Australian CIOs are introducing new products and services in a bid to avoid becoming irrelevant, forming key business priorities for 2017.
According to findings from research analyst firm, Telsyte, this contrasts with executive priorities in 2014, which were focused on saving money and generating greater profit through improving business processes and productivity.
Consequently, IT has become increasingly strategic for Australian organisations in a time of unprecedented change with 67 per cent of IT departments providing regular updates to the board of directors - a jump from seven per cent from 2014.
Today, IT is now seen as the main driver in “transforming” organisations with the study revealing that on average, 57 per cent of IT budgets are now spent on transformation (32 per cent) or innovation (25 per cent) programs, compared to 43 per cent spending on operations or “keeping the lights on”.
“A critical tipping point has been reached with Australian organisations rapidly adopting emerging technologies, developing new products and services and looking to ICT to build competitive advantage in the face of increased global competition, and driving an intelligent automation revolution” Telsyte managing director, Foad Fadaghi, said.
Fadaghi said these new IT spending patterns show that CIOs are "collaborating closely" with the heads of lines of businesses internally.
According to Telsyte, IT spend is spreading outside of the traditional walls of IT departments and the study found that more than half of CIOs expect to see line-of-business IT spending to exceed IT department spending within five years.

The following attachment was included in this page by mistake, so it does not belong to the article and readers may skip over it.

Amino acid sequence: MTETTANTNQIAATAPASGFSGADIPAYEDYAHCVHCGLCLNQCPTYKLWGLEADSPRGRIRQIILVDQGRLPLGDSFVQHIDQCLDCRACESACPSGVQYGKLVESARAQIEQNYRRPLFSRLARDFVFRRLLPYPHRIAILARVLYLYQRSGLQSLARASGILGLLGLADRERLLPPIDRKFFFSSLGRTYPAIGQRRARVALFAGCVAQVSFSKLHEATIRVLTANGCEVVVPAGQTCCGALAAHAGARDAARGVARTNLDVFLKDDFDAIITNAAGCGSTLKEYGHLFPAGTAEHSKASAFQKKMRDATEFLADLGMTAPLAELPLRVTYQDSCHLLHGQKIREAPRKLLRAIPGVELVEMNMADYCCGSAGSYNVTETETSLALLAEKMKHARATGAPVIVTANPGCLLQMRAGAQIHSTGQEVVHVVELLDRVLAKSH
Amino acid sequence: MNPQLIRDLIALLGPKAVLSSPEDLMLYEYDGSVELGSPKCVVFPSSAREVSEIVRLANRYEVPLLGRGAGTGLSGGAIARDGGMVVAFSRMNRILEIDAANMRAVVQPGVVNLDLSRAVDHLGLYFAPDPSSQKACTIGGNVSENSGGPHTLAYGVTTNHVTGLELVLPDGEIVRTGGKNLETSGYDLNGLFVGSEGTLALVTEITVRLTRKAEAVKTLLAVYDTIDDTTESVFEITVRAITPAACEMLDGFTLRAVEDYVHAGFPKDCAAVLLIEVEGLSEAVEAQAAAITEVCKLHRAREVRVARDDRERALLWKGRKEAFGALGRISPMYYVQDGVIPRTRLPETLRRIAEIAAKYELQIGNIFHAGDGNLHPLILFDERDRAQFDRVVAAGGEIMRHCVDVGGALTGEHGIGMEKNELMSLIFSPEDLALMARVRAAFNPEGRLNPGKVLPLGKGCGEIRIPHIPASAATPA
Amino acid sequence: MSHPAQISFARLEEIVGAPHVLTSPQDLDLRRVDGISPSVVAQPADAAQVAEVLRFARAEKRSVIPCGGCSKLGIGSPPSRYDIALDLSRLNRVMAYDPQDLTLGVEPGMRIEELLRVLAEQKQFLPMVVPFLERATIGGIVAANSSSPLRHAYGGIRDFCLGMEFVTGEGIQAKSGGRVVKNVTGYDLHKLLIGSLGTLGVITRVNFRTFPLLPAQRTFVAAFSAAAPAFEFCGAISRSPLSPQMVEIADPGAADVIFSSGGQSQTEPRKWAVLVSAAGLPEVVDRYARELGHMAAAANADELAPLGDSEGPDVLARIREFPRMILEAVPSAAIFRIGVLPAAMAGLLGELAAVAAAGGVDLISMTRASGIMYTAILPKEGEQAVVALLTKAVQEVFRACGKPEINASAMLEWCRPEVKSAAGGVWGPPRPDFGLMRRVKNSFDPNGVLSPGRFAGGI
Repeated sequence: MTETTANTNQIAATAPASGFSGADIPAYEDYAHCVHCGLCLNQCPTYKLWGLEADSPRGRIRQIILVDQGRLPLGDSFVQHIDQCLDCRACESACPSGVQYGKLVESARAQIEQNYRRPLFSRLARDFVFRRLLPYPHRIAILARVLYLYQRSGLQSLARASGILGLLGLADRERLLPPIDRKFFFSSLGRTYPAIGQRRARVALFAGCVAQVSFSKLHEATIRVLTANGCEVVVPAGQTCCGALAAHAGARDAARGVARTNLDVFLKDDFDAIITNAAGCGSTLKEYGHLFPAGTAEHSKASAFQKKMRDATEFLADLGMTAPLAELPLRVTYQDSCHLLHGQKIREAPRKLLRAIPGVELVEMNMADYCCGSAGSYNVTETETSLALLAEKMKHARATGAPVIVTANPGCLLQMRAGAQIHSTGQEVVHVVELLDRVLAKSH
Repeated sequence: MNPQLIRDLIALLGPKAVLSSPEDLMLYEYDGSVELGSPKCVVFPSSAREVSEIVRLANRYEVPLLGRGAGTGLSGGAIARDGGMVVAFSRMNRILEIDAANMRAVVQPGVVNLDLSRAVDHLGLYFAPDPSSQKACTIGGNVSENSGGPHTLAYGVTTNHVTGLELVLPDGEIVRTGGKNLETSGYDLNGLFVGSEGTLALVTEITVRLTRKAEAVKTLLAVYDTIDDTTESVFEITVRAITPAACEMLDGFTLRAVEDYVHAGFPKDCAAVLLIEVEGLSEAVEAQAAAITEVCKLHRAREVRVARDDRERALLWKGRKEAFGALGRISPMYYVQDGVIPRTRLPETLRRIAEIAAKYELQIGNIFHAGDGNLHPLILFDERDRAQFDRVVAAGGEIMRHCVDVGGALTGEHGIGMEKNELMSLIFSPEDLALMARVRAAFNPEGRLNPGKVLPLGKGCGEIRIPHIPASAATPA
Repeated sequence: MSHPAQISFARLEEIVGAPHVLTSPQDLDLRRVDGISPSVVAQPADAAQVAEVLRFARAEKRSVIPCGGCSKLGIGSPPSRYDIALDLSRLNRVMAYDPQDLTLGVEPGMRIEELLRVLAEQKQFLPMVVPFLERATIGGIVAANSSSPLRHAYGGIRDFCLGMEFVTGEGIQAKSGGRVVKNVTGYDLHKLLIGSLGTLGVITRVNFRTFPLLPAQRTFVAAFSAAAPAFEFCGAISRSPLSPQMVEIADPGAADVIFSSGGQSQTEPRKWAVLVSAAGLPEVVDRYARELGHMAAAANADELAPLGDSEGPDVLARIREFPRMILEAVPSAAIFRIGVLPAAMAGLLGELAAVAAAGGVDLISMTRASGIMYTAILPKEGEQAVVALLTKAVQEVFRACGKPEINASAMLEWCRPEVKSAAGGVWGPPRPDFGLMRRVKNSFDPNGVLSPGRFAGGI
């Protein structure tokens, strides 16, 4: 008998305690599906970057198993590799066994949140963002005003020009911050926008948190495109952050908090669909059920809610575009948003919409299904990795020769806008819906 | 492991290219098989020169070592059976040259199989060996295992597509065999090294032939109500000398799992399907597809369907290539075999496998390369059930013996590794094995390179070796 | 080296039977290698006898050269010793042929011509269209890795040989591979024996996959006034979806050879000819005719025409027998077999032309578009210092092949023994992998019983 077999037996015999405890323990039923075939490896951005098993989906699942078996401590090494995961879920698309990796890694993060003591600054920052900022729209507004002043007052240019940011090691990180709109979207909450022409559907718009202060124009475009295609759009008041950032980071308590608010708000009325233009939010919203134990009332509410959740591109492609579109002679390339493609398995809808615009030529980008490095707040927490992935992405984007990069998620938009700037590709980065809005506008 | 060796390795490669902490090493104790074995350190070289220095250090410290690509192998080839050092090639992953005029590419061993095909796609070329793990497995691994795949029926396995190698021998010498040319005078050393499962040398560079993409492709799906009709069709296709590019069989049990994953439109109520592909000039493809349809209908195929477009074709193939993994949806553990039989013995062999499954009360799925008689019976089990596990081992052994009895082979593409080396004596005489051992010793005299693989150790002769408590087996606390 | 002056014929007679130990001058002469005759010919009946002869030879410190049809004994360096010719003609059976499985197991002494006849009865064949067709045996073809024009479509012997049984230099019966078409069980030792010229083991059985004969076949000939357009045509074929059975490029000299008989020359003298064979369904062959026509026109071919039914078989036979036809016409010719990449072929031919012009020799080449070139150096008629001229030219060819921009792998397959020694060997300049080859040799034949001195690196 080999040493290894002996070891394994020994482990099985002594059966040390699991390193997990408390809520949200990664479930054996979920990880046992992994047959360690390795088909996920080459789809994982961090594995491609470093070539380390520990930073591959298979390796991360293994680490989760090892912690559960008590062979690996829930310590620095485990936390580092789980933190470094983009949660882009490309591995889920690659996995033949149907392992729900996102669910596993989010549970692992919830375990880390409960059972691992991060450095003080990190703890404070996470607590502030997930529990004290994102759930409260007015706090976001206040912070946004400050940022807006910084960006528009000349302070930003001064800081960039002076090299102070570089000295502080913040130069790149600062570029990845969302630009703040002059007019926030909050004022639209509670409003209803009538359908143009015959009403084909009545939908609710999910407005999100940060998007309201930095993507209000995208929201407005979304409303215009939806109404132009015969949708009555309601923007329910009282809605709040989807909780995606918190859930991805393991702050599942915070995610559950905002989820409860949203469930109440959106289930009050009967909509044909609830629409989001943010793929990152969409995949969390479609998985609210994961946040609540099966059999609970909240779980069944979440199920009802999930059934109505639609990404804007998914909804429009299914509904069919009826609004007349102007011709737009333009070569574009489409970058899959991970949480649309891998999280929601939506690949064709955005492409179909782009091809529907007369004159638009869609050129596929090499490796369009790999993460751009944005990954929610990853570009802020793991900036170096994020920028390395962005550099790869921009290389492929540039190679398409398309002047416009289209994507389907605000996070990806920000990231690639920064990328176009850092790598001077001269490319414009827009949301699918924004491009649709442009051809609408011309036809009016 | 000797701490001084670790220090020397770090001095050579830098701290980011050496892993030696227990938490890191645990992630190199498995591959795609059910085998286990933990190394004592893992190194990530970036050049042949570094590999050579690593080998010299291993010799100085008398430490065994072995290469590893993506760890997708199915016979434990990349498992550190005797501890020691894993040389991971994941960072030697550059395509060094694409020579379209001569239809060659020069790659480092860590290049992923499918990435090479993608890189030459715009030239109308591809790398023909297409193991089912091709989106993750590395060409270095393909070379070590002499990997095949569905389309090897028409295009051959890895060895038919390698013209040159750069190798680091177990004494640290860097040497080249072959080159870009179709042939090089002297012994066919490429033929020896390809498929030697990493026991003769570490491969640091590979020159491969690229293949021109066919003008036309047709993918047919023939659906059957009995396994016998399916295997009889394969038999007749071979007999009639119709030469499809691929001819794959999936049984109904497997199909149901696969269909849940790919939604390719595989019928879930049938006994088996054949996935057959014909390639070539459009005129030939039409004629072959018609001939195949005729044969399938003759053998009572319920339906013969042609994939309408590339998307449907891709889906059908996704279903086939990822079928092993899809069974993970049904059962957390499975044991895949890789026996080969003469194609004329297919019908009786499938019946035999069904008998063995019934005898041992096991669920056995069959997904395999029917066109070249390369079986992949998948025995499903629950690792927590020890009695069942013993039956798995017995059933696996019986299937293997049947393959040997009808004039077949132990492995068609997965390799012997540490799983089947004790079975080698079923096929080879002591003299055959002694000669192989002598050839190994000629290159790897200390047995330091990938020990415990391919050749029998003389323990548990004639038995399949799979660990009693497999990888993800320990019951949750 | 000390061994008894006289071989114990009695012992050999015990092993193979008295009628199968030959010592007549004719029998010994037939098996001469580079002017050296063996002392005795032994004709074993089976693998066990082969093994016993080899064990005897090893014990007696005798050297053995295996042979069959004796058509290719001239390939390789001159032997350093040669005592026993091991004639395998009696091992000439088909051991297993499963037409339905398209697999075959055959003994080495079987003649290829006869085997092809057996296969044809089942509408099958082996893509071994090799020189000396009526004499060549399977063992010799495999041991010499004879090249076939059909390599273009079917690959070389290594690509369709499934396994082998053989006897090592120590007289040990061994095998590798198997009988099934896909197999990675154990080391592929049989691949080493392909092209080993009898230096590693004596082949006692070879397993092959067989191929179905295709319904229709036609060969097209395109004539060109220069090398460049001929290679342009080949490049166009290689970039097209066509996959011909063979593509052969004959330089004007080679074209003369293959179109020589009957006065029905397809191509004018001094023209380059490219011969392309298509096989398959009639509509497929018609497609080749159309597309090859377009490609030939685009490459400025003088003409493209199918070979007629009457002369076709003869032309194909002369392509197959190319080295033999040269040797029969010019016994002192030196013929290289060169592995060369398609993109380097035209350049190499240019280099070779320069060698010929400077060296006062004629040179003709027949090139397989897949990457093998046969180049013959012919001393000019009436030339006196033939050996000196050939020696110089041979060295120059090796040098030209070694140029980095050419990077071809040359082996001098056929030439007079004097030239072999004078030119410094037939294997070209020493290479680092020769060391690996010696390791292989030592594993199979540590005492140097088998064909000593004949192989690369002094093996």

Telsyte senior analyst, Steven Noble, claimed ‘Shadow IT’ to be merely a fragment of the seismic shift in the role of IT in modern business.
“This change invites CIOs to play a leading role in determining how companies create new products and services, and in how they bring employees together to create value,” he said.
“These shifts are a direct outcome of the changing priorities facing the IT leader, and elevating CIOs to the status of ‘manager of complexity’ and strategic advisor unlike ever before.”
Telsyte’s study also revealed Cloud intentions are still strong, with 50 per cent of organisations looking to increase spending on infrastructure-as-a-service (IaaS).
Similarly, the software opportunity is shifting to platform-as-a-service (PaaS) with 70 per cent of IT leaders intending to use PaaS solutions to develop software, as it is deemed a key enabler in building customised applications.
Additionally, the study showed more than a third of organisations citing challenges associated with software customisation, increasing the appetite for PaaS and in-house software skills or recruitment.
“With larger budgets dedicated to innovation, Australian IT departments are jumping on new technologies for pilot projects and wider deployment at an unprecedented rate,” Fadaghi added.
Results from the study reflect Fadaghi’s statement, in that IoT is quickly approaching mainstream with 22 per cent companies having IoT programs in production, or pilot programs and in development, while 29 per cent have IoT devices and a strategy, but nothing in operation yet.
Additionally, one in three businesses intend to use robotics and 25 per cent of larger organisations with more than 500 employees, are already using Robotic Process Automation (RPA).